alive, ashes, autopsy, dead, fiction, flash fiction, mind, pheonix, read, reborn, reincarnation, rising from the ashes, story
Last Week’s FFF: Seven-Year Firestorm
I want to say I felt cold. Truth is, I didn’t feel anything. That should have been a comfort. But it was so easy to forget.
My mind and eyes seemed to be the only things working. However, they weren’t working well. My eyes were stuck, fixed looking up at the ceiling and anything that happened to pass into field of vision. My mind felt like it was running on reserve power. Not quiet enough to fuel the system, but enough to keep the smallest spark ignited.
I wanted to move. My mind instructed my arms and legs to get me out of here. At least sit me up. But they wouldn’t listen.
I began to wonder where I was. My memory was hazy. I knew my name and what my job was, but the last few days seemed to be missing. I could remember a lot of darkness, but not much else. Then today, I think it was today, I was rolled into this room.
How long had I been laying here all alone? I had no reference for time, but it felt like forever. After all, I could only see the white, drop-panel ceiling. I longed for something else to happen.
I quickly regretted that thought. A man came into the room. As it turned out, my ears were working as well. I could hear his footsteps. But they sounded further away then they should have. It was as if I were hearing everything from inside a long tunnel that was underwater. Sound was muted, distorted, and it echoed.
A moment later he was standing over me. If my body had let me, I would have sighed in relief. It was a doctor. He leaned to grab something from the other side of me. From what I could see, he was wearing scrubs. He also had a paper mask covering his mouth.
He’d make it all better.
He stepped back until he was no longer over me. It was kind of rude for him to reach by me like that. So close. He was practically on top of me. He moved an overhead light until it shinned directly on my face. I wanted to close my eyes, but couldn’t. What kind of a doctor was he?
My anger spun to fear as I heard the garbled wail of an electric saw. I couldn’t imagine what he would need a saw for. At the top of my vision, just beyond my brow, my eyes picked up the silhouette of spinning metal. Light flashed as it reflected off of the turning blades.
I wanted to scream. I wanted to tell him, whoever he was, to stop. That he was making a mistake. I wanted to plead for my life.
But there was no sound. No breath. I couldn’t make a peep no matter how hard my mind struggled.
My sight grew unsteady as the saw sliced into my skull.
At least there was no pain.
I heard a sicking suction sound. I wasn’t sure what he was doing, until he spoke.
“From initial inspection, it appears that the cause of death was an aneurysm. Most of the devastation appears to be in the lower brain. This likely resulted in a quick death. While the higher brain functions would have been undamaged, it is unlikely that they knew anything was even wrong. That is, until the thunderclap headache and then the cessation of breathing and heart function. The processes would have lasted only minutes. No foul play is suspected. Cause of death is natural causes. Per the family’s instructions, the body will be sent to the crematorium.”
Cause of death? He couldn’t mean my death? Surely, he was mistaken. Because I was still right here. Hearing. Thinking. Seeing.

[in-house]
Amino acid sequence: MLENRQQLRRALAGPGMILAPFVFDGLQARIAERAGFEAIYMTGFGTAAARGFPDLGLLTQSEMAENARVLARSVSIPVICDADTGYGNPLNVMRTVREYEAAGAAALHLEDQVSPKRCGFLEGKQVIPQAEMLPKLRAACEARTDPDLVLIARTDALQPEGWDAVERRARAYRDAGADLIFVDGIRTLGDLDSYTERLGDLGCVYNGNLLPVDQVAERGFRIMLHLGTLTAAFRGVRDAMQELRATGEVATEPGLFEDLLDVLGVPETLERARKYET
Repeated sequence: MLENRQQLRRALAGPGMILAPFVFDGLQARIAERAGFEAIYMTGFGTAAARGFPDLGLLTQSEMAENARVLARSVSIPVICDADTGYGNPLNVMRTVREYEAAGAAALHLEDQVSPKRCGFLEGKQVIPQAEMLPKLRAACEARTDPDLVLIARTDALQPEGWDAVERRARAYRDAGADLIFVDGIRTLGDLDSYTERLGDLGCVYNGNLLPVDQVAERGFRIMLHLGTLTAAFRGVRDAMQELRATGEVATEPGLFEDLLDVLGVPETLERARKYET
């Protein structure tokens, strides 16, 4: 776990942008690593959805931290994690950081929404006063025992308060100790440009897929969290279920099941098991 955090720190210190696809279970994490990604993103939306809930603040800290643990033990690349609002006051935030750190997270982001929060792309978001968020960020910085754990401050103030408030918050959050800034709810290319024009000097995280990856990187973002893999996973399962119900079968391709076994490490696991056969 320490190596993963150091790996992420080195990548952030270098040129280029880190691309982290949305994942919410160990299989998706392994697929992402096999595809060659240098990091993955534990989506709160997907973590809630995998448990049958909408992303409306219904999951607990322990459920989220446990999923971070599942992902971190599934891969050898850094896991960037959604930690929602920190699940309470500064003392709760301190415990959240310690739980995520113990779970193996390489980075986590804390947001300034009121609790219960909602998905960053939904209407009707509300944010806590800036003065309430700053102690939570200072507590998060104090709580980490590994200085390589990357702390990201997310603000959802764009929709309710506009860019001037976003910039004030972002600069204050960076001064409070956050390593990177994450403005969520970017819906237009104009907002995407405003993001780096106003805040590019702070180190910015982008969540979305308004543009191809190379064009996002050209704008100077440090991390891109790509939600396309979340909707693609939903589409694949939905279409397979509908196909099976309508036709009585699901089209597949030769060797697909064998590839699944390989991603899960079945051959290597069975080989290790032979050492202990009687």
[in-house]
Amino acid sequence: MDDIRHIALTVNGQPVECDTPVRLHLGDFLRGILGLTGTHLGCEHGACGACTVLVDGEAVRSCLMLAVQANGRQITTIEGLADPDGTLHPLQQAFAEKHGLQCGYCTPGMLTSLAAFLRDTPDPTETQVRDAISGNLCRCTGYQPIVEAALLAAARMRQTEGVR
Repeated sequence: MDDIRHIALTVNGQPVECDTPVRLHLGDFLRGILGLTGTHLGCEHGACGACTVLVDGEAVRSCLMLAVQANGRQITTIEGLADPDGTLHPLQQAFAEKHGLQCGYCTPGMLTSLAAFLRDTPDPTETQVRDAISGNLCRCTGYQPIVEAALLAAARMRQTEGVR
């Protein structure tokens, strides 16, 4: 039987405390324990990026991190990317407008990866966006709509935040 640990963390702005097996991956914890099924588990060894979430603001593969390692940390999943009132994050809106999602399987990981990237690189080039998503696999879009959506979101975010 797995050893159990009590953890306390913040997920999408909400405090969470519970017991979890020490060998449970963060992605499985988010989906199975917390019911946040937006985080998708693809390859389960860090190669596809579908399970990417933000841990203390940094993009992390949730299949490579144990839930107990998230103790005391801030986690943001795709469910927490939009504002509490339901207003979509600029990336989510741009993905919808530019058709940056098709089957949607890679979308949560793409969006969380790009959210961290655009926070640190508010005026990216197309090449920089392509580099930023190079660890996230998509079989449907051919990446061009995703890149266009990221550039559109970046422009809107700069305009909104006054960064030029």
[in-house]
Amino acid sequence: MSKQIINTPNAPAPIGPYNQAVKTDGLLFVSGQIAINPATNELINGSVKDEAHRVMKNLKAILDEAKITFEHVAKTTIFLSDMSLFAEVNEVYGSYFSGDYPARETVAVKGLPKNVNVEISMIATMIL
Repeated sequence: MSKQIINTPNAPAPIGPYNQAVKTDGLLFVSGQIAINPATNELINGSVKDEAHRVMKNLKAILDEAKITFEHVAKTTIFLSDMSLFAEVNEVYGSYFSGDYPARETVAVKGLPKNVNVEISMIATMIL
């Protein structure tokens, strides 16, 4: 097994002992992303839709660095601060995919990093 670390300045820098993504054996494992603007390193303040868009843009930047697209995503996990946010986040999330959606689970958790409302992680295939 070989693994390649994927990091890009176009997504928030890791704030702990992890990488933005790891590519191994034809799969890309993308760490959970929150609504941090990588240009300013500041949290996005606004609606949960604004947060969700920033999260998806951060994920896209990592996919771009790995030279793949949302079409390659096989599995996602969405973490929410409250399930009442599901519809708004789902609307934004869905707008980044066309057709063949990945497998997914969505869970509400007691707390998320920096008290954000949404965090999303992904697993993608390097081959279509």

Then he took that away from me. He pinned the right eye closed first. Through the slit, I could see the needle working as he sutured it shut. Then the left.
It was dark again.
Even though the doctor said horrible, surely incorrect things, I wanted him to speak again. I was motionless, blind, afraid, and all alone.
There. His voice. I couldn’t make out his words. They were drowned in a sea of I don’t know what, but all I got was the tone. He was talking to someone. I heard squeaking. I racked my brain to recall the sound. Wheels, maybe? Was I being moved?
For a moment, my mind dared to hope. He had realized his mistake and was taking me to get actual medical attention. Then I remembered the words he had said. I remembered specifically the word ‘crematorium’.
The squeaking stopped.
A mechanical sound took it’s place. It sounded a little like a factory. Like you’d see on television when there was a converyor belt. Oh god. Was I on a converyor belt?
Something was happening. I couldn’t feel my body, but suddenly, it started to feel like I was missing things. I wanted to run away, but somehow I knew that I didn’t have any feet. Then no legs.
I heard the roar of the fire. My mind raced. I prayed to all of the gods I could think of, and I think I made up a few on the spot. The light was so bright that I could see it through my lids. Not the flames themselves, but the light that they imparted.
I could feel my mind going out. Everything went silent. But that light, that bright light, it remained. It was all I could focus on, despite everything else…
The light filled my eyes, but I could blink again. I could see. I screamed out. There were no words, only wails. But it felt so good to make sound. Another doctor was above me. No, he was holding me. He handed me to a woman.
How was I so small? How…
I felt peace wash over me. My eyes studied this body, and realized it was new. It was pink and tiny, and somehow, it was mine.
Mark Gardner said:
I liked this one. You could’ve gone so many ways and I like the one you chose.
Kristine McKinley said:
I agree with Mark. It ended on a nice positive which made me happy.
Bree Salyer said:
The ending flowed perfectly into the next beginning. Great job!
Perfect structure and a pretty darn close to classical phoenix, less the feathers.